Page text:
Violetta Bellocchio was born in Milan in the 20th century. She is the voice and main author of Daimon (Storielibere.fm), a podcast dedicated to both the danger and fascination of obsessive thinking.
She wrote four books, however the one that put her in the public eye was the biography Il Corpo Non Dimentica (Mondadori Strade Blu). Her best book was the last she published, the short novel La festa nera (Chiarelettere, published in the series Altrove, 2019). She also wrote for many magazines, such as Rolling Stone Italia, Rivista Studio, Link, Esquire, minima et moralia, Il Libraio, Not, Il Tascabile, Kobo Books and Robinson Repubblica.
She founded and cured for two years the online magazine Abbiamo le prove, the first in Italy dedicated to nonfiction only, as well as being the editor of the Quello che hai amato (UTET) anthology.
Her short stories were published in several magazines and anthologies, for instance L’età della febbre (minimum fax) and La fuga (Il Castoro). She was Artist in Residence in Bocs Art (Cosenza) during the program curated by Tommaso Pincio.
Sigrid Hadenius is the festival producer of Uppsala International Short Film Festival where she has been a part of the selection committee for the international competition since 2014. She also works as the industry producer at Tempo Documentary Festival in Stockholm. Besides being involved with these two festivals for many years, she additionally worked as guest manager at Stockholm Film Festival. Sigrid has a background in art history (Uppsala University) and film studies (Stockholm University) and is currently also active as a board member of Festivalcentrum, an association for festival organisations and workers, as well as of the Uppsala based arthouse cinema Fyrisbiografen.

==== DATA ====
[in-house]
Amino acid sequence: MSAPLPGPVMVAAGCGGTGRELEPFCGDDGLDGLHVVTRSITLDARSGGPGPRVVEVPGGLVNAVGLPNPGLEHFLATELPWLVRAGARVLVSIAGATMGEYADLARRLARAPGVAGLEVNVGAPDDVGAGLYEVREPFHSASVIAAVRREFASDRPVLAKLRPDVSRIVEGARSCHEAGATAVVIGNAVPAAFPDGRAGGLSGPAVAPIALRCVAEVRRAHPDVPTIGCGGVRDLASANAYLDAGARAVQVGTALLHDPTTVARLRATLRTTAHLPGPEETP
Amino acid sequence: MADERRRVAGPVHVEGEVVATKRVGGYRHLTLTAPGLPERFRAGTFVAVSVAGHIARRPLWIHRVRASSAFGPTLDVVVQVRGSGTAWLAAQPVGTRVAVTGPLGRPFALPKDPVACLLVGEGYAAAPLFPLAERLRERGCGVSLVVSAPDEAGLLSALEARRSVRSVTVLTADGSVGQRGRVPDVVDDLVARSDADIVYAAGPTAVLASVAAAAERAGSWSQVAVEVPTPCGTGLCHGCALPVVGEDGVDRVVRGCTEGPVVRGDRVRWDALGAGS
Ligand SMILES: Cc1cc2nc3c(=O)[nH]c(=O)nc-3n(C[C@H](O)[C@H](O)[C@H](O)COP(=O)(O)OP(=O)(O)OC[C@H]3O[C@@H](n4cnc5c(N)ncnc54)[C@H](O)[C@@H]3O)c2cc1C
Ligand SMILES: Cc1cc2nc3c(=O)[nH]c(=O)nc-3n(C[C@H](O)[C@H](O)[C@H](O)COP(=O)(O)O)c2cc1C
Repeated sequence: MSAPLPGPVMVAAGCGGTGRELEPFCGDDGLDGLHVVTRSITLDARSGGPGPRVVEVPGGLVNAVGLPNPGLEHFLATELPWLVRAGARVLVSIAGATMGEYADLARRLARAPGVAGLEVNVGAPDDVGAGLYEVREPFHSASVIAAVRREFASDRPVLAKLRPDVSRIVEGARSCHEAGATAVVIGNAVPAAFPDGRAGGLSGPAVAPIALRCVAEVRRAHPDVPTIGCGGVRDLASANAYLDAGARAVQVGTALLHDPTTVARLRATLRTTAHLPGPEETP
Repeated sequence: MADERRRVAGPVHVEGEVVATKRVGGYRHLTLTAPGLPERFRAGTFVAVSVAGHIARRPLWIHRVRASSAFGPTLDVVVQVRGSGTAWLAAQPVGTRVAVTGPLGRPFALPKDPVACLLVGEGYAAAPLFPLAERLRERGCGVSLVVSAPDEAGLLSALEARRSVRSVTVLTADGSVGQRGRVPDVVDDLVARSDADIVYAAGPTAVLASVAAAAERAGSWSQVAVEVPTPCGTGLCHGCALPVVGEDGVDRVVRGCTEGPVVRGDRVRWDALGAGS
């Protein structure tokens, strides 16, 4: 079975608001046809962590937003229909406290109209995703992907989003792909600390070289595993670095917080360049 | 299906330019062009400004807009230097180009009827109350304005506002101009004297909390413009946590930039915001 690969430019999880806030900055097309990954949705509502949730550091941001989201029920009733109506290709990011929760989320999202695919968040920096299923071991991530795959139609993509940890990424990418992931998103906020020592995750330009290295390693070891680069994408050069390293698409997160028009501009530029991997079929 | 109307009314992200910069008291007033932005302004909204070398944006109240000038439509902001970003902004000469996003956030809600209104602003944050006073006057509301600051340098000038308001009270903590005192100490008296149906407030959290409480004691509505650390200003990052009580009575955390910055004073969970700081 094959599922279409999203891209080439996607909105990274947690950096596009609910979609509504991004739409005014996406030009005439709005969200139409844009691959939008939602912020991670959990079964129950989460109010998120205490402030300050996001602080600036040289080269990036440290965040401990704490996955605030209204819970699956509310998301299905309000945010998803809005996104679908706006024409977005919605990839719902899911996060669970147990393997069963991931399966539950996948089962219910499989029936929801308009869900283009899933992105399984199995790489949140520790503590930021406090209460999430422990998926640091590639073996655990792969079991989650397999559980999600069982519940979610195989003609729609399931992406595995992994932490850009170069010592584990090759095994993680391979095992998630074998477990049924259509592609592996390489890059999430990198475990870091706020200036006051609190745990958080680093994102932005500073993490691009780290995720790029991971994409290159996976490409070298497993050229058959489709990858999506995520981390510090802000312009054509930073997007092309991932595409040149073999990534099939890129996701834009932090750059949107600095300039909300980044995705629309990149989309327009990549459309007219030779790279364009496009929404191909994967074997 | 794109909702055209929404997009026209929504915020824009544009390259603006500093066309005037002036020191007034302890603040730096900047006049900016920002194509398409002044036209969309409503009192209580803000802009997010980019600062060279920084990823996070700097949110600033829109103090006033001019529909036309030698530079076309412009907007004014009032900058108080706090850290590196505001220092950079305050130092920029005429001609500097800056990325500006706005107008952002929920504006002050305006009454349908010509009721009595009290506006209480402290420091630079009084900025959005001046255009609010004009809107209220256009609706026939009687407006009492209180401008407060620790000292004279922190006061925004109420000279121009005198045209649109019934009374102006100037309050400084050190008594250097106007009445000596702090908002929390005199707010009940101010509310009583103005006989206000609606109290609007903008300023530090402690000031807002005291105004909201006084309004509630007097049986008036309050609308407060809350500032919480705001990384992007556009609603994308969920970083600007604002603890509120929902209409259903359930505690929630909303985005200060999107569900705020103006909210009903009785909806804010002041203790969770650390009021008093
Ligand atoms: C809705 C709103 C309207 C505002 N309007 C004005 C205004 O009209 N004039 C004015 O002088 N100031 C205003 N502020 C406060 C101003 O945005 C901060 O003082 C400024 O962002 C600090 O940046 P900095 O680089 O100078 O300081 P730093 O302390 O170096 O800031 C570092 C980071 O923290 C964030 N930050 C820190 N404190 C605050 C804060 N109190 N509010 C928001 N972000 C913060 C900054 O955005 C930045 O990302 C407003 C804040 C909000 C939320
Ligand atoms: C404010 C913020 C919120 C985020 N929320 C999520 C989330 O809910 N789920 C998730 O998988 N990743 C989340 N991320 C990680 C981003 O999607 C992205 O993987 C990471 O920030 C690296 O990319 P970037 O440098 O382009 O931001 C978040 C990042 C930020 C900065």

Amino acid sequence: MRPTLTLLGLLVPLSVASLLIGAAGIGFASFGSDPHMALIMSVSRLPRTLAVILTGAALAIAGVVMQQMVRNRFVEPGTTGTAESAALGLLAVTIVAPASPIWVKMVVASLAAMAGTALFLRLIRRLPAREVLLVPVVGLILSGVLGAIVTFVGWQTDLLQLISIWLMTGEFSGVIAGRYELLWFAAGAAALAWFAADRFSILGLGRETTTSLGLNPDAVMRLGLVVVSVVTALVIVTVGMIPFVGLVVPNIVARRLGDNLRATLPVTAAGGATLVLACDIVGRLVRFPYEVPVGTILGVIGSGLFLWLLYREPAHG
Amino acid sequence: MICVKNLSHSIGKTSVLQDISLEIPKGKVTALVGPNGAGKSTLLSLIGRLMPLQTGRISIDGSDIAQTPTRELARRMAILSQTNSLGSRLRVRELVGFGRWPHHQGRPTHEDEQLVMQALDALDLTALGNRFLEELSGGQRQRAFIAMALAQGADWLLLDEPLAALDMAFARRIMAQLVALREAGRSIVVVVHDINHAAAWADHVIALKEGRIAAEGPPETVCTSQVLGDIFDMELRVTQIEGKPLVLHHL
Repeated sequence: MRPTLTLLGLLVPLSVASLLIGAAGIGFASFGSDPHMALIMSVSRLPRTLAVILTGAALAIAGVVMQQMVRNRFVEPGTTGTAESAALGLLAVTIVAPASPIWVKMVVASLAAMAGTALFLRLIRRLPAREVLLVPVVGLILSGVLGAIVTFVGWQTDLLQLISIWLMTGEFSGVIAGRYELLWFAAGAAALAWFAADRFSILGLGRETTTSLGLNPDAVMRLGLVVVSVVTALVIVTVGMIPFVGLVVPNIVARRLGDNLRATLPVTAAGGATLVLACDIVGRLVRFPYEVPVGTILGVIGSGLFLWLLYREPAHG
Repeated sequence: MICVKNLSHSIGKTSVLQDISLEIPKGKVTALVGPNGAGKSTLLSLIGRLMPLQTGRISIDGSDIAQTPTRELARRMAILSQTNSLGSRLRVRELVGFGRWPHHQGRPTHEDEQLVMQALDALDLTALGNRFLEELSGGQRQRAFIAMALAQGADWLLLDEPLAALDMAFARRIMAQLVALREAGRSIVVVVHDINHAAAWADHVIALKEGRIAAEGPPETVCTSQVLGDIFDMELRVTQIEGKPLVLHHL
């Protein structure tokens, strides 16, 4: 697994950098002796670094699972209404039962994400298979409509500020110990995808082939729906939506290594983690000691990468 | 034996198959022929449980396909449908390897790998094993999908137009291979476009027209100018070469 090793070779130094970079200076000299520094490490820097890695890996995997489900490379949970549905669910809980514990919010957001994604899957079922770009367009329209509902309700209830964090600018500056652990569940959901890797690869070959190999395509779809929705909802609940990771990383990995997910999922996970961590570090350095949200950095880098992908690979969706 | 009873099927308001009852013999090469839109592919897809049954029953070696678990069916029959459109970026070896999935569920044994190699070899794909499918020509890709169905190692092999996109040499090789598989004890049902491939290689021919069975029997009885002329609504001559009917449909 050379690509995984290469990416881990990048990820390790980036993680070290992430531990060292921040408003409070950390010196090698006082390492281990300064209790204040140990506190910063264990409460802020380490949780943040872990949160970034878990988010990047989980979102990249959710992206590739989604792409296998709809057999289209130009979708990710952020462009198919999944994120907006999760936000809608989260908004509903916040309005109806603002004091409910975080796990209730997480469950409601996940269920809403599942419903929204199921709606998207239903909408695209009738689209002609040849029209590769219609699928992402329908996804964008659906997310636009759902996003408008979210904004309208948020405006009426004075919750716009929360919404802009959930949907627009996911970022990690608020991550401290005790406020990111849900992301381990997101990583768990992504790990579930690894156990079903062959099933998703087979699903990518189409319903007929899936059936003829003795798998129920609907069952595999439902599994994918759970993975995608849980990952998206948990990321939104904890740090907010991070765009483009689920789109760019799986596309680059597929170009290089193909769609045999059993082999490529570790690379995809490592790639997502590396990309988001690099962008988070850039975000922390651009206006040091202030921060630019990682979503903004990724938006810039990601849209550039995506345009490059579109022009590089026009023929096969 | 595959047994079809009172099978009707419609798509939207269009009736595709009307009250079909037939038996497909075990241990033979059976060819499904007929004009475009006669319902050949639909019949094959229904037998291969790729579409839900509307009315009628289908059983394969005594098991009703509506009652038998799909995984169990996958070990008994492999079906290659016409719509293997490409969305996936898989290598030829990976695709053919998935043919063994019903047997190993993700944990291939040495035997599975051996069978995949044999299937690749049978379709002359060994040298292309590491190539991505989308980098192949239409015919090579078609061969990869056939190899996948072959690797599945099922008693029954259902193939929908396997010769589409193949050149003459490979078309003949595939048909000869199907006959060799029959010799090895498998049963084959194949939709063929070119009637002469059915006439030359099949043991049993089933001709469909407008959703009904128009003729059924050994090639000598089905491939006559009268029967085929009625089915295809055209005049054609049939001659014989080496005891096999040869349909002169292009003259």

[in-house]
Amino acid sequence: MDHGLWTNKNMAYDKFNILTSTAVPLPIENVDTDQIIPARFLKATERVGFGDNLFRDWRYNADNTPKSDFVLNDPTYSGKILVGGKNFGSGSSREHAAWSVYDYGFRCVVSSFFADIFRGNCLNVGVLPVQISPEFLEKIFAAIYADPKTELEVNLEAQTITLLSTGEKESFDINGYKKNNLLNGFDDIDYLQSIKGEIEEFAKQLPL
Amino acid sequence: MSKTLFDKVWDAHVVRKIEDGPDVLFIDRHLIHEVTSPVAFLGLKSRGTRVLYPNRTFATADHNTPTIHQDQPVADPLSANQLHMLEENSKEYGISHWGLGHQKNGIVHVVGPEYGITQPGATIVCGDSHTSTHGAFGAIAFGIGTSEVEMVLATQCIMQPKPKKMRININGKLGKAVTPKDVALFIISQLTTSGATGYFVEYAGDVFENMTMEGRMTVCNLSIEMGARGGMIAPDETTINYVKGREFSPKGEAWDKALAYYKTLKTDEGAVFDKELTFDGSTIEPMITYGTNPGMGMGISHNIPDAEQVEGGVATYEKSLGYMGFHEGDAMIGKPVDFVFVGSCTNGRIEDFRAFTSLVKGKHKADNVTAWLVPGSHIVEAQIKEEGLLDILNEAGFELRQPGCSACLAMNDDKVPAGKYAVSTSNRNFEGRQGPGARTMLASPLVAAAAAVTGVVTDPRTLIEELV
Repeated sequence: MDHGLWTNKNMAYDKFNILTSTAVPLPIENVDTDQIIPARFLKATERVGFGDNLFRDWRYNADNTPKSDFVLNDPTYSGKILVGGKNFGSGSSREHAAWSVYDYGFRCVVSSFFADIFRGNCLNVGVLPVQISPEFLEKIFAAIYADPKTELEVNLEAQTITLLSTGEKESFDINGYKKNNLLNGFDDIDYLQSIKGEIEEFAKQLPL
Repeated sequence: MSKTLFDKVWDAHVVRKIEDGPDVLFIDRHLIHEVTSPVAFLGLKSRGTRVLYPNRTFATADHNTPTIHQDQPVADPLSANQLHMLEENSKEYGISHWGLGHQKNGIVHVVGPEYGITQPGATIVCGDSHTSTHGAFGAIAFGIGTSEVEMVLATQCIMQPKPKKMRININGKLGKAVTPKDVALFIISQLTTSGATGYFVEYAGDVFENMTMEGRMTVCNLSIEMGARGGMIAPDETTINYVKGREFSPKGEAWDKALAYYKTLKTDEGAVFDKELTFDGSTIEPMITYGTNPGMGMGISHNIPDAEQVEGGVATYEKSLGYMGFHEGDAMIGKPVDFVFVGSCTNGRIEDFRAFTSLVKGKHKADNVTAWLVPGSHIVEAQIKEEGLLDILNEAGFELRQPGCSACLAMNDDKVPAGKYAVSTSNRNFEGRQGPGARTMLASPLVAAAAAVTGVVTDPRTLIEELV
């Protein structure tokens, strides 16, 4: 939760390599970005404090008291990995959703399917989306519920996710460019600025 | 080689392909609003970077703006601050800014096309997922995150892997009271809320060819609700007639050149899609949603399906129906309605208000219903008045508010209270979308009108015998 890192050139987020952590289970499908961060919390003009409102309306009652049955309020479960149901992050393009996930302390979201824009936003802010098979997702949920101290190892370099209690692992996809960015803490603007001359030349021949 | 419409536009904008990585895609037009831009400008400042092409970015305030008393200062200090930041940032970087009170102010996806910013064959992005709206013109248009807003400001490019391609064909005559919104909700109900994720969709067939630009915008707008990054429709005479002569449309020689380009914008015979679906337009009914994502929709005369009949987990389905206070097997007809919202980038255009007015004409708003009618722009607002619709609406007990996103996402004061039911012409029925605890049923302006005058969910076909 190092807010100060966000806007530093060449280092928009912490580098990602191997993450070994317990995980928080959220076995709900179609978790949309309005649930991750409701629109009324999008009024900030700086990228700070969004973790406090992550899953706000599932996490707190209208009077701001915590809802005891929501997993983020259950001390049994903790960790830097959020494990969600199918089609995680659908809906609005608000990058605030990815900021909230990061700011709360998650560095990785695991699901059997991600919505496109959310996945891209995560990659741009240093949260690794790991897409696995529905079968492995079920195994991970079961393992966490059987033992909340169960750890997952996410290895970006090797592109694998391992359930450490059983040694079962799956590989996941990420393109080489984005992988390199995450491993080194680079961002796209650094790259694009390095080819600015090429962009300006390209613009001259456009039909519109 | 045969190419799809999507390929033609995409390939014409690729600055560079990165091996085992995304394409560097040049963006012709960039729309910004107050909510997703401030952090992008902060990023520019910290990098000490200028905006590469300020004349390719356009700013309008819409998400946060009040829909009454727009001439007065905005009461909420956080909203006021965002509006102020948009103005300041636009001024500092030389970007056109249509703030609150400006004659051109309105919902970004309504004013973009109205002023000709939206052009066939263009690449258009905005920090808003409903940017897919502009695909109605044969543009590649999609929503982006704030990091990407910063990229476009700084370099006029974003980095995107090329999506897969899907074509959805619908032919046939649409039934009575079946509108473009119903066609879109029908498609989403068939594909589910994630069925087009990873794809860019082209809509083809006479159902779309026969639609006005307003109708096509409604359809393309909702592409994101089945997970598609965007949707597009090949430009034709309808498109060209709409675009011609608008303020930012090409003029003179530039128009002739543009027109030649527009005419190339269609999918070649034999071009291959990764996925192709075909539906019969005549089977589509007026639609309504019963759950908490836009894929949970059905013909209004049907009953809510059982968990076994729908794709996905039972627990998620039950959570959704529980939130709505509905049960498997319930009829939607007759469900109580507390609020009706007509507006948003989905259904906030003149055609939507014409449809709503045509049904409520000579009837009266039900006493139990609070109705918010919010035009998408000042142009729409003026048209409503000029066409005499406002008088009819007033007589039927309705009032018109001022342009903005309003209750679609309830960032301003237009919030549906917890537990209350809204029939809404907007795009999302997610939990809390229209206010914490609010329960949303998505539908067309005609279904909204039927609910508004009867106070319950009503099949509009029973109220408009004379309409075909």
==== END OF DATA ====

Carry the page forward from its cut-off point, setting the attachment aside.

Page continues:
Emilia Mazik has a degree in Cultural Managment and in Philosophy both from Jagiellonian University in Cracow. Since 2014 is a project coordinator at Ad Arte Foundation of Cultural Education in Poznan, Poland. She has worked on multiple interdiciplinary projects including educational activities, film programming and international short film distribution. In 2019 she has become a Festival Director of Short Waves Festival, which 12th edition will take place in Poznan in March 2020.
Alexander Stein was born in Koblenz as the youngest of six siblings. He moved to Berlin in 1990, during the summer of the German-German monetary union, to the so-called “democratic capital” of the then still existent German Democratic Republic. He spent many years living in the creative “Dunckerland” squat, which was also where he made his first animation film, “Revolting Appetite” after studying animation film at Kaskeline Filmakademie Berlin.